Interesting, well this is my personal opinion and is just from reading this list--no. But, keep in mind, a story doesn't have to be extremely complex or exceedingly superior to make it interesting--much interest is generated in the way it is told. Observe:
    My friend was lying in front of me, dead. I felt remorseful for being a disloyal husband, and began to cry.
    Oh god. No, I can't...Tracy can't be dead. She just can't! God, what I am going to do? It's all my fault, isn't it? I should've...I should've turned back. I should've stayed like a loyal husband! This can't be...I can't breathe. I was choking on my own tears, and brain pounded again, and again. She was dead.
    And no, it's not particularly unique, either. The phenomenon is quite common--mass hysteria, I believe--and the idea that mass hysteria is not unwarranted, is just as common. However, that in itself should not stop you from working on this. At surface, most superhero stories are about guys who have a tragic past which played an instrumental role in making them who they are, they have idealistic morals and they tend to have some reservations with regards to their role as a hero. A villain, most of the time, is this guy who also went through similar or even same tragic events as the hero, but then instead of dealing with it got all messed up. But it's how the story is told each time that makes it unique or interesting.

    Still, I wouldn't care for such a story, if it's just this. Firstly, it's too predictable, and from this it's seems too comical. You need to make the reader care for your character. Why are we concerned about what this boy thinks? Yeah, childhood trauma is cool and all but someone as callous as me doesn't give two shites about it. For me, I need to be able to feel what the person is feeling and genuinely comment, "Oh damn, this is actually possible and totally sucks." Like when I was reading the book Before I Go to Sleep, halfway through I was nearly in tears. The author didn't plod on the person's misery but they had developed her so fine, that when she commented about her amnesia, "Everyday I wake up thinking I have my whole life ahead of me, when the truth is that half of my life is over." I was moved to tears. Now, I'm not saying your kid should make everyone sobs buckets, but we must care. From this, I can't see myself caring. Also, is this a children's tale? I mean, ideas that sheer will power and if you stop believing it stops existing is so not...I don't know. I'd tell this to my niece, right? Anyhow. Go over this in your head once more and see how you feel about it :)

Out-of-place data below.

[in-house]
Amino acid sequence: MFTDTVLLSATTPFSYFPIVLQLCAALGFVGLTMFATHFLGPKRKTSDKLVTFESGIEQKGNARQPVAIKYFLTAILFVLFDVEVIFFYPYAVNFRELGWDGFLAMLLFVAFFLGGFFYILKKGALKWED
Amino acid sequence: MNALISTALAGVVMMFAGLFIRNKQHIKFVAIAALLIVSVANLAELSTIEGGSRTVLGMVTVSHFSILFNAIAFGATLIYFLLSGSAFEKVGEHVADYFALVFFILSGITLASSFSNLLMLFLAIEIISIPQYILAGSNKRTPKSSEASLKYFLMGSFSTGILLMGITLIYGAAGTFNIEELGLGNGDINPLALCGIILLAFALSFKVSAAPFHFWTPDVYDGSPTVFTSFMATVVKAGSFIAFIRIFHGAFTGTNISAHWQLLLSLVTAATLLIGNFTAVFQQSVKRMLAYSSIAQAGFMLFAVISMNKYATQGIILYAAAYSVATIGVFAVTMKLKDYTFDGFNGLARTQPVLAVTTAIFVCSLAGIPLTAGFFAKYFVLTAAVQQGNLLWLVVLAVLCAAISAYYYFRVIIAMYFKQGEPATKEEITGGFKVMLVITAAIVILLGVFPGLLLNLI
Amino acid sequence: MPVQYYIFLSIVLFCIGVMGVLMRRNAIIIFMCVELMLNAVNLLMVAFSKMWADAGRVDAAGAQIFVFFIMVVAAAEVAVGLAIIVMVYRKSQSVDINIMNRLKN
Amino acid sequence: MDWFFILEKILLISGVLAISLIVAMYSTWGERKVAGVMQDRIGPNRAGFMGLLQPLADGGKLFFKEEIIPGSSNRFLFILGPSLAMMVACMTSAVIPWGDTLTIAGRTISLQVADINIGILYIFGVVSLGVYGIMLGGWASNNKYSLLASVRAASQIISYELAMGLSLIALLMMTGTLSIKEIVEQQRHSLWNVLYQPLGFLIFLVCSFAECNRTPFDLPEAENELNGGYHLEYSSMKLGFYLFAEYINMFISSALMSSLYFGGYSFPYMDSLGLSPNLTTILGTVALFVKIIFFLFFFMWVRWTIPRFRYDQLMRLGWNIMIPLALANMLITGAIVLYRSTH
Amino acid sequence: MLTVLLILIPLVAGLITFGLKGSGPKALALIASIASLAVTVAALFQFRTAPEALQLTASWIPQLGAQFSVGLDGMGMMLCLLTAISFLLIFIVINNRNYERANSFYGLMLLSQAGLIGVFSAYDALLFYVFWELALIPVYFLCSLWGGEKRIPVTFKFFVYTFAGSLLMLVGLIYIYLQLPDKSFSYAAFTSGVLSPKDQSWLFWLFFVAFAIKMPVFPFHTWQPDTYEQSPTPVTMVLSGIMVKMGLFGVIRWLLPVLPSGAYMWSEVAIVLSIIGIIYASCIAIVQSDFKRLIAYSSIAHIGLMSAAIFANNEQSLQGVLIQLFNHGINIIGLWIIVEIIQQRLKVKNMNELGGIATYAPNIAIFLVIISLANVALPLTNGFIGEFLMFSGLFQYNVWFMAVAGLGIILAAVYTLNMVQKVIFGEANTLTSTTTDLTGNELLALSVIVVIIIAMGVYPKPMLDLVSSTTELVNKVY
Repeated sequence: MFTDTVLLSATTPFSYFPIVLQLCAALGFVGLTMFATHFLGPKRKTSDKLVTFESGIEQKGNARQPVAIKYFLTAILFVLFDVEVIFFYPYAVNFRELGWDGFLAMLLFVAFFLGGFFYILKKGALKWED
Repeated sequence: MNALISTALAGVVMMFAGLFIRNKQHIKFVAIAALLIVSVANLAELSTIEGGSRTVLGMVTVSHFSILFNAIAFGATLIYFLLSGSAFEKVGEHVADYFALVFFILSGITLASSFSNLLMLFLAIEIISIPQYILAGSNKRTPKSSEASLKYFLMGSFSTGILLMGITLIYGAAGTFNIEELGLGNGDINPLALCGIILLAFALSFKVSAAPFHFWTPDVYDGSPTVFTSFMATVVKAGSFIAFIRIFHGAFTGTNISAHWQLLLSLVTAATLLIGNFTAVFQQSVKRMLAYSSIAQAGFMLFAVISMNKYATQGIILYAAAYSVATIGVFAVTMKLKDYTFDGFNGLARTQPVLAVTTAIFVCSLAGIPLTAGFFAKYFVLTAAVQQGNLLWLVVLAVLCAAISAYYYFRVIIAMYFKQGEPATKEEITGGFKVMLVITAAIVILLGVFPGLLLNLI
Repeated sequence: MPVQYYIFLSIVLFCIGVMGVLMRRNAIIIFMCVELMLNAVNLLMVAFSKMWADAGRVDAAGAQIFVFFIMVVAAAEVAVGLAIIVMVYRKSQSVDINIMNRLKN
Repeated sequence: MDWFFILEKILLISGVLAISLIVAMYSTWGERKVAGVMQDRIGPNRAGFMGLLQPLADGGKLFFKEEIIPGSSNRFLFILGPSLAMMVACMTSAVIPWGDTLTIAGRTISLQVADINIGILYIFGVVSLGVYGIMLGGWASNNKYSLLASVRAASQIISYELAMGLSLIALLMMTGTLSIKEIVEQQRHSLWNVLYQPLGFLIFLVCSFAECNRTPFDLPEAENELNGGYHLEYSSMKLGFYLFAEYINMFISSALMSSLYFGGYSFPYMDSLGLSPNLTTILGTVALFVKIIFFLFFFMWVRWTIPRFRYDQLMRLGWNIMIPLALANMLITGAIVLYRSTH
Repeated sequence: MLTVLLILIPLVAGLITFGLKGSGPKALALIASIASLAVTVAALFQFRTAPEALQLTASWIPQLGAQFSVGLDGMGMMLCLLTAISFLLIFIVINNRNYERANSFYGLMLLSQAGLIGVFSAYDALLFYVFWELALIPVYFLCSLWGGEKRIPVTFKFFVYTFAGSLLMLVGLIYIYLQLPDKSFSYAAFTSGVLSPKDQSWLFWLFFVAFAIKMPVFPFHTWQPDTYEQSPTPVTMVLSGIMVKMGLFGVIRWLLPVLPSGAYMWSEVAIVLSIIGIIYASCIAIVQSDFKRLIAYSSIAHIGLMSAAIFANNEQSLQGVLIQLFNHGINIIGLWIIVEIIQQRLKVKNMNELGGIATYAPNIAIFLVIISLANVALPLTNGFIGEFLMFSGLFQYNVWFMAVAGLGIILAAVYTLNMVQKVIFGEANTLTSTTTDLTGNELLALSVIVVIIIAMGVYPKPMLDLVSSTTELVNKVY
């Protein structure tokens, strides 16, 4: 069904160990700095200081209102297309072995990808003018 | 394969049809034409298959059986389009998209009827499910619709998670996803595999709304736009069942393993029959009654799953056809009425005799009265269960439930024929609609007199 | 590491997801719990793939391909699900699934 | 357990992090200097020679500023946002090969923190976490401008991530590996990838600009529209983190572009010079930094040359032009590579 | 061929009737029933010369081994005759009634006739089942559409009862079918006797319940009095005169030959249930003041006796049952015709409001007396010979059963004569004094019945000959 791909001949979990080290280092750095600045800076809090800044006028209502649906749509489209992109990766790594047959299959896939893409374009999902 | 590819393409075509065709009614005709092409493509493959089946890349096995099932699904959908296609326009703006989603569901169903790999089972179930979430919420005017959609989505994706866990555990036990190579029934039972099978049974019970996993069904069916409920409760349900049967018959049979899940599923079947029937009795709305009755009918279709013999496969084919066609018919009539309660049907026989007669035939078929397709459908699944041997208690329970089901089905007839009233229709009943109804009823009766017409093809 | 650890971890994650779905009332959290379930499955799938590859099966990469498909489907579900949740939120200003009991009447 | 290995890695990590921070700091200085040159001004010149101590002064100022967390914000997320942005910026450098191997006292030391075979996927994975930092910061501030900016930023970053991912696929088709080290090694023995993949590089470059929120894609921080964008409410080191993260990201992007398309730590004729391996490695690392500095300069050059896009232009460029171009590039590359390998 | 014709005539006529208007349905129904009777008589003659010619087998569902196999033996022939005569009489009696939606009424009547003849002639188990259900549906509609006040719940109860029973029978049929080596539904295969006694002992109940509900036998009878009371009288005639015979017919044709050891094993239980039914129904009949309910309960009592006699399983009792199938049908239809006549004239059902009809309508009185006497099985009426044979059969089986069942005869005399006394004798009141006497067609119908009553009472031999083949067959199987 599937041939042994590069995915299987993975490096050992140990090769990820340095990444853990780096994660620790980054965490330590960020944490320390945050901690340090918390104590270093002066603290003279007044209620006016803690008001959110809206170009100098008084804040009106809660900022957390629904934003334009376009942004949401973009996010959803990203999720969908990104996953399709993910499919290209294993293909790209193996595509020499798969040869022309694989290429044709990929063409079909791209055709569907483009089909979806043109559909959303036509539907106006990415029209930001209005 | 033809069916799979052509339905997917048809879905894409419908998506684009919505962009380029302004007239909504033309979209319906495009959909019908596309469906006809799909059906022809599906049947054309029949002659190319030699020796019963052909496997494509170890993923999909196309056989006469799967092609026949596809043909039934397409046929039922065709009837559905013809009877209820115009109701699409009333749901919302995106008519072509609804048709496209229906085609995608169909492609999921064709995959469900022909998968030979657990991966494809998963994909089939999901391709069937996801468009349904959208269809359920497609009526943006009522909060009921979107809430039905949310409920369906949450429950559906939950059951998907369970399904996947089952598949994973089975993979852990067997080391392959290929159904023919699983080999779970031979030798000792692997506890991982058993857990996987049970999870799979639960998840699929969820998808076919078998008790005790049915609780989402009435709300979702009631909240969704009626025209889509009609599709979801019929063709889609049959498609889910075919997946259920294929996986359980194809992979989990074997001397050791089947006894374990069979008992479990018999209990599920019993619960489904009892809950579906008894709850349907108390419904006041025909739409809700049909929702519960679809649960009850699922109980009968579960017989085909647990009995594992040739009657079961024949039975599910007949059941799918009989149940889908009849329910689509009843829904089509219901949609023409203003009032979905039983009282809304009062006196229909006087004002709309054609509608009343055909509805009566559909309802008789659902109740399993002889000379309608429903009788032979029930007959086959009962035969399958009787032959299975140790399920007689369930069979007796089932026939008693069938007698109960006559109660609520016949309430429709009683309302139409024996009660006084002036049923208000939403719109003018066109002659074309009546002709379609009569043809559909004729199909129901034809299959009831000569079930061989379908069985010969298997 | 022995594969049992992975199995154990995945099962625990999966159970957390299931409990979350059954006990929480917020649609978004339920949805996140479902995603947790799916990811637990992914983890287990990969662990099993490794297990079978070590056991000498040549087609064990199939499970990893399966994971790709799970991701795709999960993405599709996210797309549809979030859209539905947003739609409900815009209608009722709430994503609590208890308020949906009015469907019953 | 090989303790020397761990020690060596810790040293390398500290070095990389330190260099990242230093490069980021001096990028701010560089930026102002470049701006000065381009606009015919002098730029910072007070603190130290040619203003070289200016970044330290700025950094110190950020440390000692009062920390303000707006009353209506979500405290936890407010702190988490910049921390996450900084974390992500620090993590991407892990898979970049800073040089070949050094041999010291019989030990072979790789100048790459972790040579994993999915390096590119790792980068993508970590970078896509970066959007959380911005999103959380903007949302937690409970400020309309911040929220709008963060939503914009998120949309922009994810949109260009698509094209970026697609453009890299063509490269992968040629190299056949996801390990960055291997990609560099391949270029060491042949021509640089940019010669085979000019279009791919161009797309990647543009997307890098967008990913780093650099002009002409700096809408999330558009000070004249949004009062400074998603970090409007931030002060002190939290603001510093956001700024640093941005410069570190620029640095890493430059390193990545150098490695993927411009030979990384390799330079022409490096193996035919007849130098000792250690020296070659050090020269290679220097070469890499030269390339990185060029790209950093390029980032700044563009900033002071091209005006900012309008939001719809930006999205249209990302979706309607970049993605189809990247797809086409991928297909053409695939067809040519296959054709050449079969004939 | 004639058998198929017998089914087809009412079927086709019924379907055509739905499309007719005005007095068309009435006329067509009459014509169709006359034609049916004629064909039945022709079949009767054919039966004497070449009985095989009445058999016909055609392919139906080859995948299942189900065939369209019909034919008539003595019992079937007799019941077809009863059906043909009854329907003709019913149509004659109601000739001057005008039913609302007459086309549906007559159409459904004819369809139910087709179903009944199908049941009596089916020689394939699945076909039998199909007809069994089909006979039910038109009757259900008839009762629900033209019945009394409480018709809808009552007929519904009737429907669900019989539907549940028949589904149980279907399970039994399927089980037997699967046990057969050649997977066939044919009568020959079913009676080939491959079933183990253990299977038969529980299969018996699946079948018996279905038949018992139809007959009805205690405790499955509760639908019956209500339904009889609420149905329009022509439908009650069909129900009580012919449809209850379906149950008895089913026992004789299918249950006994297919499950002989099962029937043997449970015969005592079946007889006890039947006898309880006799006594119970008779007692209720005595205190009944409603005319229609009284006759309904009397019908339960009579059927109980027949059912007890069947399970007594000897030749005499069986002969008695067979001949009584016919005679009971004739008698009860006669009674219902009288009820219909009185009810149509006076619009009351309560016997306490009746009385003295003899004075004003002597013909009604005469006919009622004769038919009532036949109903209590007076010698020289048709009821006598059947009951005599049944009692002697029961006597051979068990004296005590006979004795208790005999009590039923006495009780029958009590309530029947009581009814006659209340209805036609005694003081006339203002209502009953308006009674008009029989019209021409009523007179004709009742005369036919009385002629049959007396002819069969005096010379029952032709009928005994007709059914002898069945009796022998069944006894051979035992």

10. thatoneauthor
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    thatoneauthor Member

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    @Shadowfax
    I can show me kicking the ghosts ass.
    Forces something out of sheer will sounds not credible.
    What does forcing something out of sheer will even mean?
     
  11. mg357
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    mg357 Active Member

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    I think that it is a legitimate plot and i like it.
     
  12. Mckk
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    Mckk Moderator Staff Supporter Contributor

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    The premise sounds interesting to me, however the ending sounds a little lame. The kid tries real hard to stop believing in the ghost and then the ghost just goes away? And on top of this, there's no aftermath, no consequences or repercussions of the whole thing? That sounds unbelievable, as well as deeply unsatisfying. A little similar to the "And it was all a dream!" ending to me.
     
  13. Shadowfax
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    Shadowfax Contributing Member Contributor

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    Perhaps you should ask@waitingforzion.